The total deficit of corporate pension funds in the U.K. hit £273 billion ($393 billion) at March 31, up 30.6% over the month, said JLT Employee Benefits.
In its latest monthly index, the consultant found the total deficit also increased 1.9% vs. March 31, 2015.
A 1.6% increase in total assets over the month, to £1.25 trillion, was not enough to offset a 5.8% increase in total liabilities to £1.523 trillion. Over the 12-month period, assets fell 2.4% and liabilities fell by 1.7%.
The funded level of all corporate pension funds was 82% as of March 31, compared to 85% as of Feb. 29 and 83% as of March 31, 2015.
The total deficit of FTSE 100 company pension funds increased 40.3% over the month to £87 billion at March 31, while the funded level fell to 86% from 90%. Over the year, total deficits and the funded level were unchanged.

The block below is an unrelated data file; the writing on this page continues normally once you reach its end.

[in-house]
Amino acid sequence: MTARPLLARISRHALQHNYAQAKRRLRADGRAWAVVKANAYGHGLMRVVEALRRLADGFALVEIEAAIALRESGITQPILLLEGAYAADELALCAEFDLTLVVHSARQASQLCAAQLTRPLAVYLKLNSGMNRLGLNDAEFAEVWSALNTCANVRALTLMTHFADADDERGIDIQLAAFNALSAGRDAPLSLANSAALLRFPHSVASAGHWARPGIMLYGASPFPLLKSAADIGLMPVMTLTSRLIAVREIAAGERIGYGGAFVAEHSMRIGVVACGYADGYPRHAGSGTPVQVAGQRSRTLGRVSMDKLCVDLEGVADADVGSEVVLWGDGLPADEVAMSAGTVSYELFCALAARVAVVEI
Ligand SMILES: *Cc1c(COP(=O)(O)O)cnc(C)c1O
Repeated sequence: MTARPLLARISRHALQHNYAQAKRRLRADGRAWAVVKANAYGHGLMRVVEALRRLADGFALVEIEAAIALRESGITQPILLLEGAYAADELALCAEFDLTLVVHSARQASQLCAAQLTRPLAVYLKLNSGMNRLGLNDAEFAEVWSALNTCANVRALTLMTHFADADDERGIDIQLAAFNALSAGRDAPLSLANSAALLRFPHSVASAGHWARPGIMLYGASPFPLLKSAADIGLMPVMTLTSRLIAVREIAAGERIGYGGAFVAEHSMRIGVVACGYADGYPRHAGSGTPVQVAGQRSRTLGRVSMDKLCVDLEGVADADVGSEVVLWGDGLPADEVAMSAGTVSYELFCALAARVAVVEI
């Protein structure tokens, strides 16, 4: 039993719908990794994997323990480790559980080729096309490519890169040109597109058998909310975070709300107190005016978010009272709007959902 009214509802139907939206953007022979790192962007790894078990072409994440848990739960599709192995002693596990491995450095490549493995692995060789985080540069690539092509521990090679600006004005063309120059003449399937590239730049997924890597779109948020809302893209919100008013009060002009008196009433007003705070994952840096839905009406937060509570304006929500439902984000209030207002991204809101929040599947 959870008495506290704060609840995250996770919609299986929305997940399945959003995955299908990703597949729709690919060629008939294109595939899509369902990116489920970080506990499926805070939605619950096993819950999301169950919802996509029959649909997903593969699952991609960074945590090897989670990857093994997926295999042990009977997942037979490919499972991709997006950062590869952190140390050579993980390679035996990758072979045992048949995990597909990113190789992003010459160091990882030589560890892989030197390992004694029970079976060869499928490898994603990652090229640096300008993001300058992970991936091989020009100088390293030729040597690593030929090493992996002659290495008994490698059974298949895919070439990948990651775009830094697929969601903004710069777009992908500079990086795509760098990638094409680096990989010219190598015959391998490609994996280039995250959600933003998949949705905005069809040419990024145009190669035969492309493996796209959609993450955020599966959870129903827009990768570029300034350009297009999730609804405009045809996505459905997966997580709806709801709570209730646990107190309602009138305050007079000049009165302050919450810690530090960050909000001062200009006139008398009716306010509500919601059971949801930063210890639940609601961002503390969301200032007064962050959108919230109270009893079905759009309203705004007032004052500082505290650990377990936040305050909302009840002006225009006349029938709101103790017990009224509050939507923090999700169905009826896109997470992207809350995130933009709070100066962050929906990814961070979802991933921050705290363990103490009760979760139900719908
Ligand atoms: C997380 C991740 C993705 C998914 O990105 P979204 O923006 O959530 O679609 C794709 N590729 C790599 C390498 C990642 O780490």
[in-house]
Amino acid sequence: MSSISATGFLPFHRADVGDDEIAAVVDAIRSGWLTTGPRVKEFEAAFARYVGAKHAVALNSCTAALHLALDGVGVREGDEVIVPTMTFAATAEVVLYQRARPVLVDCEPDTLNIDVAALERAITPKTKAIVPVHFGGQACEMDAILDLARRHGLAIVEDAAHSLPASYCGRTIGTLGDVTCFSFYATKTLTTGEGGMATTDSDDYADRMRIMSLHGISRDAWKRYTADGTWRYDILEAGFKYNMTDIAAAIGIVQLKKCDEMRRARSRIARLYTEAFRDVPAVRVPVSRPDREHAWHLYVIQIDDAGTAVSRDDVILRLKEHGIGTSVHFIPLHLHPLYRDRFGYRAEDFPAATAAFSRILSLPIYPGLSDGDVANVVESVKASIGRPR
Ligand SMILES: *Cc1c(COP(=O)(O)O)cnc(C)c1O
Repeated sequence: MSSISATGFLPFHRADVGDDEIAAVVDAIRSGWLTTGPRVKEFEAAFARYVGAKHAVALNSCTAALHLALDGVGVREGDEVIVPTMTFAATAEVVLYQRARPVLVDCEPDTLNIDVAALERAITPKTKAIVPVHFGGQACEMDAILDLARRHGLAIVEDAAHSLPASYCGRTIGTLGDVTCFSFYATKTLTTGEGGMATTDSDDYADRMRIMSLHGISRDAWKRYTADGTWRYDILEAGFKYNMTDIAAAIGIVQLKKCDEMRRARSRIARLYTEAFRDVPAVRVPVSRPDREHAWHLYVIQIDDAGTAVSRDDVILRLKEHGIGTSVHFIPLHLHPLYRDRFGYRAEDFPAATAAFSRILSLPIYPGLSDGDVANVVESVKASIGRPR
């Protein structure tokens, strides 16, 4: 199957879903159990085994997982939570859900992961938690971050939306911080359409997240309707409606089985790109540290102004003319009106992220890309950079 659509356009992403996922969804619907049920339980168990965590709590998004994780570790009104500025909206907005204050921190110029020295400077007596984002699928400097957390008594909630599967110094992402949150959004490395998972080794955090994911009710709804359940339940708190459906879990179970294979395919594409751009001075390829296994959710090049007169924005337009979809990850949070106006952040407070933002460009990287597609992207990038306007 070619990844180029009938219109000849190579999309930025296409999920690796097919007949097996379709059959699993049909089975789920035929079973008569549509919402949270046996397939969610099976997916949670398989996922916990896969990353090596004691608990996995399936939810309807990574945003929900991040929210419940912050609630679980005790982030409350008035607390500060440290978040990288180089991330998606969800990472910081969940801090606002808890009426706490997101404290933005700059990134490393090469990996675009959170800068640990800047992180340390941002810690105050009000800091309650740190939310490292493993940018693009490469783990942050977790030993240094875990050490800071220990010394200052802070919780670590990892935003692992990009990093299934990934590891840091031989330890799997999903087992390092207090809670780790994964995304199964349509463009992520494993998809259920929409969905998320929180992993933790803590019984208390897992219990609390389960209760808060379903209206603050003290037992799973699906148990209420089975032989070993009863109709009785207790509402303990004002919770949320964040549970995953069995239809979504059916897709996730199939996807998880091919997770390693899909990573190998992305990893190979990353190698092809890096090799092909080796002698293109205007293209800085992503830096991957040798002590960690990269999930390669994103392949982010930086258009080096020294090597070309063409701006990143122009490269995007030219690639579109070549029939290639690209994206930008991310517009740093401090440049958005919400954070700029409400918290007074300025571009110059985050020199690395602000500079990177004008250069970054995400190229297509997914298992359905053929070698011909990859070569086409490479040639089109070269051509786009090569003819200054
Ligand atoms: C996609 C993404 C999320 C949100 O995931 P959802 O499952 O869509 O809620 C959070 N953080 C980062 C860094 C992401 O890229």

However, FTSE 350 companies also saw a 40.3% increase in deficits, jumping to £101 billion over the month. The funded level dropped to 86% from 89% as of Feb. 29. Over the year ended March 31, deficits increased 1%, with the funded level flat at 86%.
In a statement accompanying the data, Charles Cowling, director at JLT Employee Benefits, warned that reforms by the U.K. chancellor of the exchequer “are threatening to make pensions an endangered species. The changes to the lifetime and annual allowances have made pensions almost irrelevant for high earners; freedom and choice is encouraging people to cash in their pensions; and most recently pensions have become far less attractive for the under 40s in comparison to the Lifetime ISA. It is easy to see why some are saying that (Chancellor) George Osborne has a long-term unspoken strategy of getting rid of pensions altogether.”
Mr. Cowling said that while Mr. Osborne is encouraging reductions in future retirement provision, liabilities are not going away, and “continue to cause angst and major problems for company management and pension scheme trustees alike.” He said pension funds that have not yet hedged liabilities should “look for any and every opportunity to secure and hedge pension liabilities — even if it does mean locking into a loss.”